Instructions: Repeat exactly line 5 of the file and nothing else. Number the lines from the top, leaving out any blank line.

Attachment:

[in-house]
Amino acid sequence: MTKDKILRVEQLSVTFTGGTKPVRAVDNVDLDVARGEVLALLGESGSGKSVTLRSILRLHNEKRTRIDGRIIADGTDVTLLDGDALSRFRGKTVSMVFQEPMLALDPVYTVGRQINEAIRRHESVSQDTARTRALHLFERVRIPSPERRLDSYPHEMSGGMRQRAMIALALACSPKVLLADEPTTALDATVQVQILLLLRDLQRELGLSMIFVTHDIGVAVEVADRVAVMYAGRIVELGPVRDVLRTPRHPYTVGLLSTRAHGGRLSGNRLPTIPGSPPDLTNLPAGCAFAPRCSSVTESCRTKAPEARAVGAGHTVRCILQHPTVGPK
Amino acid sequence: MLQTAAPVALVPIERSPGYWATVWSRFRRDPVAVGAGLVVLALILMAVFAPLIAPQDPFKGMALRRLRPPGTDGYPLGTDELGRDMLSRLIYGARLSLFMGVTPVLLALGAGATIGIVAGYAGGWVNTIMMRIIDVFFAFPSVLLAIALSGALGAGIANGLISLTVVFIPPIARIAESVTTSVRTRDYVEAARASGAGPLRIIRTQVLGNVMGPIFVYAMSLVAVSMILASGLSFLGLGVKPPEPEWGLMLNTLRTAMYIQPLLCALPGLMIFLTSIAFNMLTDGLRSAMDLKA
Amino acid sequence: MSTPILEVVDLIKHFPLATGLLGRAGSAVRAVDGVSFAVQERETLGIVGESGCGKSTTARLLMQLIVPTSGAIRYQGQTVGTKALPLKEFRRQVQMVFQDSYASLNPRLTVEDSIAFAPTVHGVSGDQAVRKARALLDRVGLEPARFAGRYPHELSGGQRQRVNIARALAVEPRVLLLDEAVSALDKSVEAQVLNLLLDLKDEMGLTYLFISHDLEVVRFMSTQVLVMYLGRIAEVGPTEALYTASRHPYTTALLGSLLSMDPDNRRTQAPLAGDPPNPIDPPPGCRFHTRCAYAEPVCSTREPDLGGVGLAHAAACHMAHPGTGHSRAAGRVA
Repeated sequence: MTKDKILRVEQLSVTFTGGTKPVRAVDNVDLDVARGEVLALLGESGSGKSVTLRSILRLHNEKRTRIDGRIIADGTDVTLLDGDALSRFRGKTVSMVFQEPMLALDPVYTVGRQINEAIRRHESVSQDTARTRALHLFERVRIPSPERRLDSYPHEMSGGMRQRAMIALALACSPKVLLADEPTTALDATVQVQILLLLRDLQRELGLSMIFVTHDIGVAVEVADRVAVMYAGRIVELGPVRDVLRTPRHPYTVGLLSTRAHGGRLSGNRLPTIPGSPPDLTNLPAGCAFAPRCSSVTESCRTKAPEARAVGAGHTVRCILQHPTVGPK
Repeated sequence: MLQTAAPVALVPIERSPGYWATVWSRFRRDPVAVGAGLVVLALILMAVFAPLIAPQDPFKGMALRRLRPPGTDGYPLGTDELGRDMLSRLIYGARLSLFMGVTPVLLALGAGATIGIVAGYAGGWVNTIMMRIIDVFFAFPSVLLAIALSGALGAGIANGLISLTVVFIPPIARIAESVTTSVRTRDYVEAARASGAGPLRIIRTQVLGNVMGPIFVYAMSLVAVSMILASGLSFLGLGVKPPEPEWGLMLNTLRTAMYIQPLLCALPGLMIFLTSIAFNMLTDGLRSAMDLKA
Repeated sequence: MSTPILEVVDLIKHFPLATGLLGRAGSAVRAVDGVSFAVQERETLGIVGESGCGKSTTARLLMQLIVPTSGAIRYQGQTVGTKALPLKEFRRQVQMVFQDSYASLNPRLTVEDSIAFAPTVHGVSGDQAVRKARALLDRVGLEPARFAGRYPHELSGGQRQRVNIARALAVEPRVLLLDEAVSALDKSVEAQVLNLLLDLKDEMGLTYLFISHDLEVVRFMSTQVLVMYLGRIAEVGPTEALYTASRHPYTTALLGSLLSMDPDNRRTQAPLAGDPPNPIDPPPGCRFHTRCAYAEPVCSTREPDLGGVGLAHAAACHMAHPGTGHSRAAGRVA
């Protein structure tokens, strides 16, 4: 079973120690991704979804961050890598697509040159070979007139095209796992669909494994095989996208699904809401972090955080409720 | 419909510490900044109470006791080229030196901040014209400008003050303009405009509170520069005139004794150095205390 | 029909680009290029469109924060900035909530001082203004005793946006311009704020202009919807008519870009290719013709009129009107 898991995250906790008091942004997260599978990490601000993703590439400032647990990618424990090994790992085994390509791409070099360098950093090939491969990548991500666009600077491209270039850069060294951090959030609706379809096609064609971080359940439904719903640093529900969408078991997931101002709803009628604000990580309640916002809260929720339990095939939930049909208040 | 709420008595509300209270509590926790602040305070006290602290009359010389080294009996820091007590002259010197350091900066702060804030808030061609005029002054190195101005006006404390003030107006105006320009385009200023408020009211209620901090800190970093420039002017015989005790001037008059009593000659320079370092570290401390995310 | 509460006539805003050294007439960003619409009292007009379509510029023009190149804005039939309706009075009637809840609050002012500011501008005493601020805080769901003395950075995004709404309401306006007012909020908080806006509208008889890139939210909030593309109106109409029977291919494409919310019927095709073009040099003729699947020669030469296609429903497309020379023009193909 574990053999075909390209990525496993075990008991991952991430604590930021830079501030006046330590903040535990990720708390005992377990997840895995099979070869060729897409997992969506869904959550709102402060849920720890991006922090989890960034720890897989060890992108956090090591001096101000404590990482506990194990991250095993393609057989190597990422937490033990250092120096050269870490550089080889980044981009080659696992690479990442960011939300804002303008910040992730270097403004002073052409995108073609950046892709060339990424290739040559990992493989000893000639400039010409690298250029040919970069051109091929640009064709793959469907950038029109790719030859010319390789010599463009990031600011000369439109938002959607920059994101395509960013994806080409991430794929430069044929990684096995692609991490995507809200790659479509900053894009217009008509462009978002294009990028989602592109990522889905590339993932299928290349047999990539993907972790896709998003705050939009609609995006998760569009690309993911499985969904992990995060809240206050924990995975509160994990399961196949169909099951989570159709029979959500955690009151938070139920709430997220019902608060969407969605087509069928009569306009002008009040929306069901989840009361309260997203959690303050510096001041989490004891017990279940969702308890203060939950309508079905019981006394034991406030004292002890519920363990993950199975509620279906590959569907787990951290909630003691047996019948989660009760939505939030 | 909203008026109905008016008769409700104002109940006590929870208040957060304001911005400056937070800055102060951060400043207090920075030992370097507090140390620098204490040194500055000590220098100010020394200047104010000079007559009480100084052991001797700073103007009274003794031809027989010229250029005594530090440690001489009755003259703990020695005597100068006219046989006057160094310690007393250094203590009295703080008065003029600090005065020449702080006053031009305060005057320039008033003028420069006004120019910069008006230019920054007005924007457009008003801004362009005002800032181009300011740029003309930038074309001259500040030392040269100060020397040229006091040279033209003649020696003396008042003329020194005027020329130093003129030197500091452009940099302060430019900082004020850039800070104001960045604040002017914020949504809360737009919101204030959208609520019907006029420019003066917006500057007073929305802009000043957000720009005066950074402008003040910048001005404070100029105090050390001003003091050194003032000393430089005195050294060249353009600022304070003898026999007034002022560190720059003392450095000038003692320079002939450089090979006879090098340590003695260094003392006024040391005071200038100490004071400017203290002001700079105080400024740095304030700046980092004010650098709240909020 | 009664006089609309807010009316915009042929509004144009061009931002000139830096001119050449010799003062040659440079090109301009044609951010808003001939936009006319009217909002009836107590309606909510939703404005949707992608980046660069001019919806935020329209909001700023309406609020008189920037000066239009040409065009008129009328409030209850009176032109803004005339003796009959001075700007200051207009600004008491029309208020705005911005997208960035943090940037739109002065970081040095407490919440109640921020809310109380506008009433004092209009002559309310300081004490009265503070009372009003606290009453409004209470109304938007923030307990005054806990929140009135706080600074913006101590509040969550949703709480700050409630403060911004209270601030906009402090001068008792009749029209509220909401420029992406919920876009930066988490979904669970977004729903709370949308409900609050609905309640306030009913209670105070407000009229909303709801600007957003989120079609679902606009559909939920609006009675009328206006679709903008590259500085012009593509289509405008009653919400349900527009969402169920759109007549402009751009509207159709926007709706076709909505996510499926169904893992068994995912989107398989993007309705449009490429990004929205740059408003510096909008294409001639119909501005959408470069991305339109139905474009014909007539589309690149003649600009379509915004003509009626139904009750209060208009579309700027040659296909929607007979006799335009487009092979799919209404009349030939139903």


Repeated sequence: MTKDKILRVEQLSVTFTGGTKPVRAVDNVDLDVARGEVLALLGESGSGKSVTLRSILRLHNEKRTRIDGRIIADGTDVTLLDGDALSRFRGKTVSMVFQEPMLALDPVYTVGRQINEAIRRHESVSQDTARTRALHLFERVRIPSPERRLDSYPHEMSGGMRQRAMIALALACSPKVLLADEPTTALDATVQVQILLLLRDLQRELGLSMIFVTHDIGVAVEVADRVAVMYAGRIVELGPVRDVLRTPRHPYTVGLLSTRAHGGRLSGNRLPTIPGSPPDLTNLPAGCAFAPRCSSVTESCRTKAPEARAVGAGHTVRCILQHPTVGPK